If you’re a Pennsylvania driver facing suspension because you’ve racked up too many points on your license or have been convicted of excessive speeding, a new state program could offer you a second chance.
Select motorists who successfully complete the statewill, depending on their individual circumstances, have points shaved from their license and/or dodge a 15-day suspension, the agency said in a statement.
The six-hour training course “focuses on educating and assisting problematic drivers to identify why they engage in risky driving behavior and how to utilize strategies for behavior modification to assist in improving their driving habits to prevent future violations and crashes,” the agency said in its statement.
Here’s the fine print, from PennDOT:
“As drivers are convicted of certain moving violations, points are assigned to their driving record. Once a driver’s record has been reduced below six points and for the second time, shows as many as six points or has a conviction for excessive speeding, that driver is required to attend a departmental hearing. At the departmental hearing, a driver meets with a Driver Safety Examiner (DSE) to review their driving record and discuss the driving habits that resulted in the hearing. At the conclusion of the hearing, a determination will be made whether serving a 15-day suspension or attending PennDOT’s DIS would be most beneficial for the driver to assist in making better decisions while behind the wheel.”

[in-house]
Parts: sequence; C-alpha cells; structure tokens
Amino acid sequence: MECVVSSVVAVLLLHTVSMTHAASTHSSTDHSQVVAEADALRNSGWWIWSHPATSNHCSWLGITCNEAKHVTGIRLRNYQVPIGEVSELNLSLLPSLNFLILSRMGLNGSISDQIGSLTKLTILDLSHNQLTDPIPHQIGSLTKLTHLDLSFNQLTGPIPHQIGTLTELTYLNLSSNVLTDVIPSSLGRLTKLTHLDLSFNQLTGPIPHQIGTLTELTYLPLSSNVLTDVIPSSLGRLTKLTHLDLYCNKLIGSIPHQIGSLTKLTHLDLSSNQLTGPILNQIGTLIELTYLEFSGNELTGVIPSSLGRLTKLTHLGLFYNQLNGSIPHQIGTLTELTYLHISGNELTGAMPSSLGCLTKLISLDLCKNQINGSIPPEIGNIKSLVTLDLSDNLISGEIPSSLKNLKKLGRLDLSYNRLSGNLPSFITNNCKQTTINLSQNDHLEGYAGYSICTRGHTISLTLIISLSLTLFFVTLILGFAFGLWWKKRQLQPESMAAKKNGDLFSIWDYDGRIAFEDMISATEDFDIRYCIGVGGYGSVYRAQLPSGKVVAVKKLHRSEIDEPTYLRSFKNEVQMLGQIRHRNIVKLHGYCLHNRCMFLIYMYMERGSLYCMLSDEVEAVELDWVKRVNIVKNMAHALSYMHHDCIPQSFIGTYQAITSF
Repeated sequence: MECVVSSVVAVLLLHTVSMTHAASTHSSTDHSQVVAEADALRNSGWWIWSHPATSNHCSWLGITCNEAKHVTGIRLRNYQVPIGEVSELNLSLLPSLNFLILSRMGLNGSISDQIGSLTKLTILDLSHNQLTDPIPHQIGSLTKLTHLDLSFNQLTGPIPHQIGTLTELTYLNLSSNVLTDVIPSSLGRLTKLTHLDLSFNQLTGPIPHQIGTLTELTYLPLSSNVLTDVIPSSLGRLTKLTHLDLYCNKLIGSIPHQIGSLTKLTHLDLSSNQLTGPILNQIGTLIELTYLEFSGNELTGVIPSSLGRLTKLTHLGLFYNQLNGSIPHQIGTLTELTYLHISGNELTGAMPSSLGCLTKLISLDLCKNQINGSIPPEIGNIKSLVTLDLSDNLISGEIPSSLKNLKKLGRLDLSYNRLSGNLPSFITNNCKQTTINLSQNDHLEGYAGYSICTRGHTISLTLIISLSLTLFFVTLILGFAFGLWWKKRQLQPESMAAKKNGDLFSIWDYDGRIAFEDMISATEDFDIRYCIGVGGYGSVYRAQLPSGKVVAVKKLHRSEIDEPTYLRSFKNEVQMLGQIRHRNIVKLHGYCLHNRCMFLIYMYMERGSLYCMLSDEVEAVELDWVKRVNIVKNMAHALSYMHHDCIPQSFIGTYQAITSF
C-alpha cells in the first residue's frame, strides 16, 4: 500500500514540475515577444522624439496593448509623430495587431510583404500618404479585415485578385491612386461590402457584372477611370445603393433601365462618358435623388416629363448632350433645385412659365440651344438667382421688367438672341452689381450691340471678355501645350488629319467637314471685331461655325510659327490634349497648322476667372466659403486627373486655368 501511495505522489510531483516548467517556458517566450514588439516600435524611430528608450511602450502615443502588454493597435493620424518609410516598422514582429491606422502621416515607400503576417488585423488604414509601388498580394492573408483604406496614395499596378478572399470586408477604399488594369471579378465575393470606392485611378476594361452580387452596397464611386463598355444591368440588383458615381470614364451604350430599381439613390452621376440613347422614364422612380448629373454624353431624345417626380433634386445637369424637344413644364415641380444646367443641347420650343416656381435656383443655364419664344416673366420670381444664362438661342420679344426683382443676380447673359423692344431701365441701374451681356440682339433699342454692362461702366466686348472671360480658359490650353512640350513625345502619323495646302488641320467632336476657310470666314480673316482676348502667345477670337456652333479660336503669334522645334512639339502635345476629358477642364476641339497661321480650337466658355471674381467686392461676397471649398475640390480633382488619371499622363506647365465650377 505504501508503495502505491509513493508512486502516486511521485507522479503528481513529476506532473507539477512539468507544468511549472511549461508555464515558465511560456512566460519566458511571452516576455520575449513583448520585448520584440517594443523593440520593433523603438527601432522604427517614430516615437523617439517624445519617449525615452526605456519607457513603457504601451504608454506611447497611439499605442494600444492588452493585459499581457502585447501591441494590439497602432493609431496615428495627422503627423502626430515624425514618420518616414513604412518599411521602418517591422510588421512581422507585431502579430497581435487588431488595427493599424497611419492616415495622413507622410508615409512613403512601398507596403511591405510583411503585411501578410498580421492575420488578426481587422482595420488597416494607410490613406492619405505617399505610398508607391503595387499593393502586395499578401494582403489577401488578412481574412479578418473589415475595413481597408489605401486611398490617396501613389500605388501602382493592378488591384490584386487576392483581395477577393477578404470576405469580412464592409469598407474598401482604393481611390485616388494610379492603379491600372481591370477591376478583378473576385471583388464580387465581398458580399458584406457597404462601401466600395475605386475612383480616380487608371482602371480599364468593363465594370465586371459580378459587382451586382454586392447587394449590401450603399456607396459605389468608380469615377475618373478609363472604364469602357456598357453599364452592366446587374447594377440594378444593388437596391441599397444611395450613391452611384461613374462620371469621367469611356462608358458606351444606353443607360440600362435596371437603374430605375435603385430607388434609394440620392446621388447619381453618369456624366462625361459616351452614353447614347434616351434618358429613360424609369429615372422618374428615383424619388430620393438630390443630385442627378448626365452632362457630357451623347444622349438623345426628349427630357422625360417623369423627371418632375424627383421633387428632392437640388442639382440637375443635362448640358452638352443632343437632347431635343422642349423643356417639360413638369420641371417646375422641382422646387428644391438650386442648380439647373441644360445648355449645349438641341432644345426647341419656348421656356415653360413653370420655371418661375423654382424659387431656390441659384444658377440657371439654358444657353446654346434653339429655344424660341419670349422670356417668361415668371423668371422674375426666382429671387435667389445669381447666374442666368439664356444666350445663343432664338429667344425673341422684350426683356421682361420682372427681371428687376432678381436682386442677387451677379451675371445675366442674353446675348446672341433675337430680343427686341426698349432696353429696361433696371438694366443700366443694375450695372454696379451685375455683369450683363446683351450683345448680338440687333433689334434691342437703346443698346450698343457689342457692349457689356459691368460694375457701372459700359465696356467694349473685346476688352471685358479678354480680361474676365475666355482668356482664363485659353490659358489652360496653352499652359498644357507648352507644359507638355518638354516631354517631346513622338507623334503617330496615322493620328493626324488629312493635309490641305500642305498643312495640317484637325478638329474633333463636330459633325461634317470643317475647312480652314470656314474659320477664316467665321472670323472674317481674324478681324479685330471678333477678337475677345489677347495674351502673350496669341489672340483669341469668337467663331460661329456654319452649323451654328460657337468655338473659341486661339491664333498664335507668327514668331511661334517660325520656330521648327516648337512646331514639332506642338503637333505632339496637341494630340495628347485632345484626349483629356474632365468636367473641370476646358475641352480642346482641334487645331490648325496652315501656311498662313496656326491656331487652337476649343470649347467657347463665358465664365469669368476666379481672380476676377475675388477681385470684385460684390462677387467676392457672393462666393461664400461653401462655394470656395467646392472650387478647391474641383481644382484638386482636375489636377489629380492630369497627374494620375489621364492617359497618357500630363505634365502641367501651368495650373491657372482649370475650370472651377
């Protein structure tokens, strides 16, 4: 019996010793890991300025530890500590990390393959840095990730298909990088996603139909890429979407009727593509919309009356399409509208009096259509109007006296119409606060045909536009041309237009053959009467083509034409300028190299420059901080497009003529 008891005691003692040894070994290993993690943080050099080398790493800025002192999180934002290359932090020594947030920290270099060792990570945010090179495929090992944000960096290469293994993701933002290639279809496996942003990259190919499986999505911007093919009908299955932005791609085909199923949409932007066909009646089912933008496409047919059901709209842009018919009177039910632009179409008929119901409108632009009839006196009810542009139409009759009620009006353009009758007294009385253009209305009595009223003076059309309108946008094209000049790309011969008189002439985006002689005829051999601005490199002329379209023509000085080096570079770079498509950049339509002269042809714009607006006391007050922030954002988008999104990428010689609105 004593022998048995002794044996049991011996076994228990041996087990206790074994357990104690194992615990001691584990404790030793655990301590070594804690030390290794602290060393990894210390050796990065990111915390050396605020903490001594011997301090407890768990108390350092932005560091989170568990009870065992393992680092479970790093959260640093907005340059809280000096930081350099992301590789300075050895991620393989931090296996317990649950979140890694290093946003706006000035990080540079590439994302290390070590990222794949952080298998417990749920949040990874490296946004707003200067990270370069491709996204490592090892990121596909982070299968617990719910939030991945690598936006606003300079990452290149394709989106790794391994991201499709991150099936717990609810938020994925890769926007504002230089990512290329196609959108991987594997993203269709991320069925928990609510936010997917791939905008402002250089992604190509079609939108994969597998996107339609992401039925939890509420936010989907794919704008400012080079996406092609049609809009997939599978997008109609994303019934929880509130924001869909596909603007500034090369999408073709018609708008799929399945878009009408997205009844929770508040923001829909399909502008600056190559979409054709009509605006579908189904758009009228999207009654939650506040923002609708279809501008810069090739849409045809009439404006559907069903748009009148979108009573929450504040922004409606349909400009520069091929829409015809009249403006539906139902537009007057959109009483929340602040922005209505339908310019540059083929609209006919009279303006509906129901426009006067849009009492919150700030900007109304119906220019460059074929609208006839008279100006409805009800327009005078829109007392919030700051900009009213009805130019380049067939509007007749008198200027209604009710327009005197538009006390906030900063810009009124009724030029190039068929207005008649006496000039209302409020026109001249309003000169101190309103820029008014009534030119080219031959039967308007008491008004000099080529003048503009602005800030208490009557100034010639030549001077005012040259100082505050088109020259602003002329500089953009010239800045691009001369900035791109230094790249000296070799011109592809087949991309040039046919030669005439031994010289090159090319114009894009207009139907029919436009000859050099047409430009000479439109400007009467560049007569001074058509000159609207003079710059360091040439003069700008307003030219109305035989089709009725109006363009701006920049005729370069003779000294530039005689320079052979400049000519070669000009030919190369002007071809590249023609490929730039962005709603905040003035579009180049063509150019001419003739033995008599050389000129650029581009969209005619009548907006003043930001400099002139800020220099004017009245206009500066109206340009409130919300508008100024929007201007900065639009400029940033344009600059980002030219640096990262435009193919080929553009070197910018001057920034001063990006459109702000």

Select drivers who attend the program and successfully complete it due to their record “showing for the second time as many as six points, will have two points removed from their record and avoid a 15-day suspension,” according to.
Drivers who complete the program because of an excessive speeding conviction will avoid having to serve a 15-day suspension,said. Drivers who qualify for the program, but who do not successfully complete it or fail to attend, will be required to serve a 60-day license suspension, according to .
“This new training program offers people whose driving privileges are in jeopardy a chance to avoid losing their license,”said. “For many, losing the ability to legally operate a motor vehicle means not just a loss of mobility, but a loss of income and independence as well.”
John Micek is the Editor in Chief of the Pennsylvania Capital-Star, where this story first appeared.